The cake turned out wonderfully and did not disappoint. It was light, tender, and tasted divine. The recipe calls for both orange juice and lemon juice so it has a nicely balanced citrus flavor. The cake requires beating egg whites until stiff peaks form but it is worth the effort.

The trick to getting a really light cake is to cool it upside down. The cake can be inverted on a cooling rack when it is removed from the oven. In the old days, cakes often were inverted on an empty glass 1-quart soda-pop bottle to cool.

Here is the recipe updated for modern cooks:

Sunshine Cake with Orange Frosting

  • Servings: 8 - 10
  • Difficulty: moderate
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Cake

6 egg whites

1/2 teaspoon cream of tartar

1/4 teaspoon salt

1 cup sugar

3/4 cup flour

5 egg yolks

1 1/2 tablespoons orange juice

1 teaspoon lemon juice

Preheat oven to 350° F.  In a large mixing bowl, beat the egg whites until soft peaks form; then add the cream of tartar and salt while continuing to beat until there are stiff peaks.

In a separate bowl combine the sugar, flour, egg yolks, orange juice, and lemon juice. Beat until combined, then gently fold the whipped egg whites into the mixture.

Gently spoon the batter into an ungreased angel food cake  pan. Bake for 50 to 60 minutes or until the cake is lightly browned and the top springs back when lightly touched.

Invert pan until cool (at least 1 hour). Remove cake from pan and place on serving plate, then drizzle with a thin orange frosting (glaze).

Orange Frosting (Glaze)

2 cups  powdered sugar

approximately 2 tablespoons orange juice

2 tablespoons grated orange rind

Combine powdered sugar and orange juice in a mixing bowl; beat until smooth. If the mixture to too thick add additional orange juice; then stir in the grated orange rind.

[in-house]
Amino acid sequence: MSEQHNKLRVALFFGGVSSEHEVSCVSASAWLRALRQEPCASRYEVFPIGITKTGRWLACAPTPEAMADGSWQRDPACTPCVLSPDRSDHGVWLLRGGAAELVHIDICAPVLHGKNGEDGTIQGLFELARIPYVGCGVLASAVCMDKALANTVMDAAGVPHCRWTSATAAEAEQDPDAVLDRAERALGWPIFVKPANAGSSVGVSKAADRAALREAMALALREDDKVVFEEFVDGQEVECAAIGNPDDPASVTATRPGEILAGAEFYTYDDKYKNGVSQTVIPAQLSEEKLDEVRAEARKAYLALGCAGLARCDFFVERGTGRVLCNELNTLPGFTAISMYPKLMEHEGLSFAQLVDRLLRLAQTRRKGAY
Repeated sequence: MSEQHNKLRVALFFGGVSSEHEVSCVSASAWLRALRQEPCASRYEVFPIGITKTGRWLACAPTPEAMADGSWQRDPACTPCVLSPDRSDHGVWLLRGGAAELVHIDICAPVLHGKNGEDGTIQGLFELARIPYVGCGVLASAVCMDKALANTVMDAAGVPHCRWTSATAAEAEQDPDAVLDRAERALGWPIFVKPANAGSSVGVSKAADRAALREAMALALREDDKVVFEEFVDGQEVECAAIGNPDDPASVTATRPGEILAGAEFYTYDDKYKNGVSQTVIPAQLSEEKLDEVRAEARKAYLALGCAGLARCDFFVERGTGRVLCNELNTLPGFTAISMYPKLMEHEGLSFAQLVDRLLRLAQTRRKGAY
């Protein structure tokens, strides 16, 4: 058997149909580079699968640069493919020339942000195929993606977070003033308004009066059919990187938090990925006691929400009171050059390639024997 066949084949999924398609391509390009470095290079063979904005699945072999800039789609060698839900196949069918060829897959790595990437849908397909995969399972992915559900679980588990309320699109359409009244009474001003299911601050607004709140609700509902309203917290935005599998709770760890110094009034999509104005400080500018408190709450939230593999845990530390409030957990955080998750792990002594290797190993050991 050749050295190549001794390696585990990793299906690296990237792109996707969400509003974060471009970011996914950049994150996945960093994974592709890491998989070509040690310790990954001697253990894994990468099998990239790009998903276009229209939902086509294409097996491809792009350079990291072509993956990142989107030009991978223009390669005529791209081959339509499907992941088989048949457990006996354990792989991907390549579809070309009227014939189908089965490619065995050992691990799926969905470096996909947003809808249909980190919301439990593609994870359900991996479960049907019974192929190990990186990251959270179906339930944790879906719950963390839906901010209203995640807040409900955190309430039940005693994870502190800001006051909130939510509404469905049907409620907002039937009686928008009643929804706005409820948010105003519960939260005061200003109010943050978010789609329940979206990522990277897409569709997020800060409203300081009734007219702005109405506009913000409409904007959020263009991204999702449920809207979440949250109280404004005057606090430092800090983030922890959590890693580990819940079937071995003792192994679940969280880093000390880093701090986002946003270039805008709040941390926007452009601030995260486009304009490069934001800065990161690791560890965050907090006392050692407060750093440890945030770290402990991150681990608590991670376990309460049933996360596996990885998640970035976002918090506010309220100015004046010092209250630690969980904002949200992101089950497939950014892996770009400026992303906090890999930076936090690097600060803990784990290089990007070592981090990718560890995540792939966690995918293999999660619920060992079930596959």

Note: The frosting should be quite thin (and more of a glaze) when used on this cake. A thicker version of it would be lovely on heavier cakes.

Here are the original recipes:

sunshine cake recipe
Source: Lowney’s Cook Book (1912)

 

orange frosting (1)
Source: Tried and True Cook Book, compiled and published by the Willing Workers of the Minneapolis Incarnation Parish (1910)

Old-Fashioned Spice Cake Recipe

Spice Cake

Can a dessert be a comfort food? If so, Spice Cake is one of my favorite comfort foods.

I found a Spice Cake recipe in a hundred-year-old cookbook, and just had to give it a try. It was perfect, and brought back memories of luscious Spice Cakes at long-forgotten family reunions and church pot lucks.

This easy-to-make cake has a perfect spicy blend of  cinnamon, nutmeg, and cloves. Brown sugar is the only sugar used in this recipe, which gives this cake a lovely caramel note.

If I had one complaint about this recipe, it’s that it did not make quite enough batter to use my “go-to” 9-inch X 13-inch oblong cake pan. Instead I used a 9-inch square pan, and that worked well. Hmm. . . now that I think about it, perhaps the smaller cake  is an advantage rather than a negative.  It was just the right size for my husband and me.

Here’s the recipe updated for modern cooks:

Old-Fashioned Spice Cake

  • Servings: 8 - 10
  • Difficulty: easy
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1/2 cup butter, softened

1 1/2 cups brown sugar

2 eggs

1/2 cup milk

1/4 teaspoon salt

2 cups flour

3 teaspoons baking powder

1 teaspoon cinnamon

1/2 teaspoon nutmeg